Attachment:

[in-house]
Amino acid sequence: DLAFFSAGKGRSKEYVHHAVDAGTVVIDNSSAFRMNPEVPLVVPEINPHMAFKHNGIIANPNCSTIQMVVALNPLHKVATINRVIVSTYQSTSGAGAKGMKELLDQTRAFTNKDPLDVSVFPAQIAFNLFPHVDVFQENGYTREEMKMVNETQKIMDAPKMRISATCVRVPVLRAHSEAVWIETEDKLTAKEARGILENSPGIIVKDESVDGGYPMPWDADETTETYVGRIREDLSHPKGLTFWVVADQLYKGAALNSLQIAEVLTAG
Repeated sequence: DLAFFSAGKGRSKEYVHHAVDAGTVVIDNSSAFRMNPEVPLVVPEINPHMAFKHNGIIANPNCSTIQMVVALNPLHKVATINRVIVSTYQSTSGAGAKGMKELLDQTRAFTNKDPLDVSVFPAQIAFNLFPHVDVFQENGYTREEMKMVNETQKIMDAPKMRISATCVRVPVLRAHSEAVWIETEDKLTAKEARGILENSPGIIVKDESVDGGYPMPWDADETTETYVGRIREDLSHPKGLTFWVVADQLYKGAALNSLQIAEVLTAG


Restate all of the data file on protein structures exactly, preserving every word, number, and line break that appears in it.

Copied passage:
[in-house]
Amino acid sequence: DLAFFSAGKGRSKEYVHHAVDAGTVVIDNSSAFRMNPEVPLVVPEINPHMAFKHNGIIANPNCSTIQMVVALNPLHKVATINRVIVSTYQSTSGAGAKGMKELLDQTRAFTNKDPLDVSVFPAQIAFNLFPHVDVFQENGYTREEMKMVNETQKIMDAPKMRISATCVRVPVLRAHSEAVWIETEDKLTAKEARGILENSPGIIVKDESVDGGYPMPWDADETTETYVGRIREDLSHPKGLTFWVVADQLYKGAALNSLQIAEVLTAG
Repeated sequence: DLAFFSAGKGRSKEYVHHAVDAGTVVIDNSSAFRMNPEVPLVVPEINPHMAFKHNGIIANPNCSTIQMVVALNPLHKVATINRVIVSTYQSTSGAGAKGMKELLDQTRAFTNKDPLDVSVFPAQIAFNLFPHVDVFQENGYTREEMKMVNETQKIMDAPKMRISATCVRVPVLRAHSEAVWIETEDKLTAKEARGILENSPGIIVKDESVDGGYPMPWDADETTETYVGRIREDLSHPKGLTFWVVADQLYKGAALNSLQIAEVLTAG